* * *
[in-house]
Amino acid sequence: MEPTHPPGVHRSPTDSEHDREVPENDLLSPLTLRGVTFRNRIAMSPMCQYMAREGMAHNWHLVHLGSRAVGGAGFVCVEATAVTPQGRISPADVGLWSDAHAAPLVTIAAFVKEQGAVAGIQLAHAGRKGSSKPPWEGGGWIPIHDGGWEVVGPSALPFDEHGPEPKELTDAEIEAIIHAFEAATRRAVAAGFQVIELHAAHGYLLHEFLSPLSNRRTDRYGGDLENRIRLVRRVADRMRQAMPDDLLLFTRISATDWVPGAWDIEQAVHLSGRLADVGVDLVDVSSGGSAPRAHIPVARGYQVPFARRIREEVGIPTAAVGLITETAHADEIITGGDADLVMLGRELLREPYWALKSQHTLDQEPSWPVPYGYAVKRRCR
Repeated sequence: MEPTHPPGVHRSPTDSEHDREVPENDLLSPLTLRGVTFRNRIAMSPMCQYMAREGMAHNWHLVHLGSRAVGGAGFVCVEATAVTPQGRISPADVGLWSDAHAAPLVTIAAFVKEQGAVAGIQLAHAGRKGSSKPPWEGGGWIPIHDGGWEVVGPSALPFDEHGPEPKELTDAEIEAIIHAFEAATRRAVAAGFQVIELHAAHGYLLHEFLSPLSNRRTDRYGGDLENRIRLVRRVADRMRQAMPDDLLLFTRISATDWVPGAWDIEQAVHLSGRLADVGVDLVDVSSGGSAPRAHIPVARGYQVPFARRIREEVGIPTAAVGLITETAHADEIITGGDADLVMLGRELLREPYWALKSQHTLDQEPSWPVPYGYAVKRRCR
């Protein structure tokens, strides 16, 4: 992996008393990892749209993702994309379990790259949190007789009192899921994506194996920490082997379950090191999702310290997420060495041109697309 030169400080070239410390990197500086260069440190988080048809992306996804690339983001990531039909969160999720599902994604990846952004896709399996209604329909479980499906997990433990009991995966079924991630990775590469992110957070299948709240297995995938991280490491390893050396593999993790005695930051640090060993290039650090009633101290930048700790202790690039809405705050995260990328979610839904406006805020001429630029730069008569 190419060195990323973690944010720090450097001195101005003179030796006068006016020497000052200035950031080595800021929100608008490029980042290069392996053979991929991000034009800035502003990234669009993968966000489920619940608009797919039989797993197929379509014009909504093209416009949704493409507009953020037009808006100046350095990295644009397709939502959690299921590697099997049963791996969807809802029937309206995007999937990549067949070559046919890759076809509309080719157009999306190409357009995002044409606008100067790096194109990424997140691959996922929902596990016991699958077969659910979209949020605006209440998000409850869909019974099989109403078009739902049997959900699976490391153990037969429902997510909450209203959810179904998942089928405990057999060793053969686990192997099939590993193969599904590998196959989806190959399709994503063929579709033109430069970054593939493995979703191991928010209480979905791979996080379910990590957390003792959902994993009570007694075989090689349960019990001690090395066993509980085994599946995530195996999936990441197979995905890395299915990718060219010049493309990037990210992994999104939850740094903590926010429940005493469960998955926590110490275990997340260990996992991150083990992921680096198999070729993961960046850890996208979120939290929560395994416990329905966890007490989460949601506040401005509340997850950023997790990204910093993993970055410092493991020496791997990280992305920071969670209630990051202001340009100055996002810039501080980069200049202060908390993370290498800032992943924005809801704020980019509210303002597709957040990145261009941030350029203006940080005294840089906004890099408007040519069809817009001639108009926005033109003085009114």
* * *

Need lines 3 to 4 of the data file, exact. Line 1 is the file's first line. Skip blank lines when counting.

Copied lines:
Repeated sequence: MEPTHPPGVHRSPTDSEHDREVPENDLLSPLTLRGVTFRNRIAMSPMCQYMAREGMAHNWHLVHLGSRAVGGAGFVCVEATAVTPQGRISPADVGLWSDAHAAPLVTIAAFVKEQGAVAGIQLAHAGRKGSSKPPWEGGGWIPIHDGGWEVVGPSALPFDEHGPEPKELTDAEIEAIIHAFEAATRRAVAAGFQVIELHAAHGYLLHEFLSPLSNRRTDRYGGDLENRIRLVRRVADRMRQAMPDDLLLFTRISATDWVPGAWDIEQAVHLSGRLADVGVDLVDVSSGGSAPRAHIPVARGYQVPFARRIREEVGIPTAAVGLITETAHADEIITGGDADLVMLGRELLREPYWALKSQHTLDQEPSWPVPYGYAVKRRCR
């Protein structure tokens, strides 16, 4: 992996008393990892749209993702994309379990790259949190007789009192899921994506194996920490082997379950090191999702310290997420060495041109697309 030169400080070239410390990197500086260069440190988080048809992306996804690339983001990531039909969160999720599902994604990846952004896709399996209604329909479980499906997990433990009991995966079924991630990775590469992110957070299948709240297995995938991280490491390893050396593999993790005695930051640090060993290039650090009633101290930048700790202790690039809405705050995260990328979610839904406006805020001429630029730069008569 190419060195990323973690944010720090450097001195101005003179030796006068006016020497000052200035950031080595800021929100608008490029980042290069392996053979991929991000034009800035502003990234669009993968966000489920619940608009797919039989797993197929379509014009909504093209416009949704493409507009953020037009808006100046350095990295644009397709939502959690299921590697099997049963791996969807809802029937309206995007999937990549067949070559046919890759076809509309080719157009999306190409357009995002044409606008100067790096194109990424997140691959996922929902596990016991699958077969659910979209949020605006209440998000409850869909019974099989109403078009739902049997959900699976490391153990037969429902997510909450209203959810179904998942089928405990057999060793053969686990192997099939590993193969599904590998196959989806190959399709994503063929579709033109430069970054593939493995979703191991928010209480979905791979996080379910990590957390003792959902994993009570007694075989090689349960019990001690090395066993509980085994599946995530195996999936990441197979995905890395299915990718060219010049493309990037990210992994999104939850740094903590926010429940005493469960998955926590110490275990997340260990996992991150083990992921680096198999070729993961960046850890996208979120939290929560395994416990329905966890007490989460949601506040401005509340997850950023997790990204910093993993970055410092493991020496791997990280992305920071969670209630990051202001340009100055996002810039501080980069200049202060908390993370290498800032992943924005809801704020980019509210303002597709957040990145261009941030350029203006940080005294840089906004890099408007040519069809817009001639108009926005033109003085009114």